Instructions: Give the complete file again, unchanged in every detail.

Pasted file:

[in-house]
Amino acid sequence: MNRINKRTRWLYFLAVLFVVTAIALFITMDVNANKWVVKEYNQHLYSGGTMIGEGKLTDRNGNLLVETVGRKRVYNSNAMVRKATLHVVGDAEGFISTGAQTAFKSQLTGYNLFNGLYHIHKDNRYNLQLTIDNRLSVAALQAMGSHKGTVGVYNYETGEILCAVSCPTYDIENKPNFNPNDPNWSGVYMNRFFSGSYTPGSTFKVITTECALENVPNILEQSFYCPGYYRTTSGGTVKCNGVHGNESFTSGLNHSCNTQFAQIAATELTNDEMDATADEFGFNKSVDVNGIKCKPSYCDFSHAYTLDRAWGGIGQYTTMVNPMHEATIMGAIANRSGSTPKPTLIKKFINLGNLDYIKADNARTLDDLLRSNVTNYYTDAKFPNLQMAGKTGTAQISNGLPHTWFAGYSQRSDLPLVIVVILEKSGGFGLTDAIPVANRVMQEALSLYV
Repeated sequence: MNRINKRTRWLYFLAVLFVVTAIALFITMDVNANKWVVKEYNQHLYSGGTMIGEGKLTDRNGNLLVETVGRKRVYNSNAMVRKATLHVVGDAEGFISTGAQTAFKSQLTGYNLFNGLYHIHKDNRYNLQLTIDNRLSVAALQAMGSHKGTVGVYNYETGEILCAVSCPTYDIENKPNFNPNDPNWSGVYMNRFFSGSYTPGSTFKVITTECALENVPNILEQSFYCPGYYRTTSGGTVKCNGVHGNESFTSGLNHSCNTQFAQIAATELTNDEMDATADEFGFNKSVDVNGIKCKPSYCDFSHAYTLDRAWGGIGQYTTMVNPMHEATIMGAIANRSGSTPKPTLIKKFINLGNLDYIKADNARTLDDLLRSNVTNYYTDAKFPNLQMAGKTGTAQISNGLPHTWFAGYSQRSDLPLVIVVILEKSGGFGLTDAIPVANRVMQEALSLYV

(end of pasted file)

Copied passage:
[in-house]
Amino acid sequence: MNRINKRTRWLYFLAVLFVVTAIALFITMDVNANKWVVKEYNQHLYSGGTMIGEGKLTDRNGNLLVETVGRKRVYNSNAMVRKATLHVVGDAEGFISTGAQTAFKSQLTGYNLFNGLYHIHKDNRYNLQLTIDNRLSVAALQAMGSHKGTVGVYNYETGEILCAVSCPTYDIENKPNFNPNDPNWSGVYMNRFFSGSYTPGSTFKVITTECALENVPNILEQSFYCPGYYRTTSGGTVKCNGVHGNESFTSGLNHSCNTQFAQIAATELTNDEMDATADEFGFNKSVDVNGIKCKPSYCDFSHAYTLDRAWGGIGQYTTMVNPMHEATIMGAIANRSGSTPKPTLIKKFINLGNLDYIKADNARTLDDLLRSNVTNYYTDAKFPNLQMAGKTGTAQISNGLPHTWFAGYSQRSDLPLVIVVILEKSGGFGLTDAIPVANRVMQEALSLYV
Repeated sequence: MNRINKRTRWLYFLAVLFVVTAIALFITMDVNANKWVVKEYNQHLYSGGTMIGEGKLTDRNGNLLVETVGRKRVYNSNAMVRKATLHVVGDAEGFISTGAQTAFKSQLTGYNLFNGLYHIHKDNRYNLQLTIDNRLSVAALQAMGSHKGTVGVYNYETGEILCAVSCPTYDIENKPNFNPNDPNWSGVYMNRFFSGSYTPGSTFKVITTECALENVPNILEQSFYCPGYYRTTSGGTVKCNGVHGNESFTSGLNHSCNTQFAQIAATELTNDEMDATADEFGFNKSVDVNGIKCKPSYCDFSHAYTLDRAWGGIGQYTTMVNPMHEATIMGAIANRSGSTPKPTLIKKFINLGNLDYIKADNARTLDDLLRSNVTNYYTDAKFPNLQMAGKTGTAQISNGLPHTWFAGYSQRSDLPLVIVVILEKSGGFGLTDAIPVANRVMQEALSLYV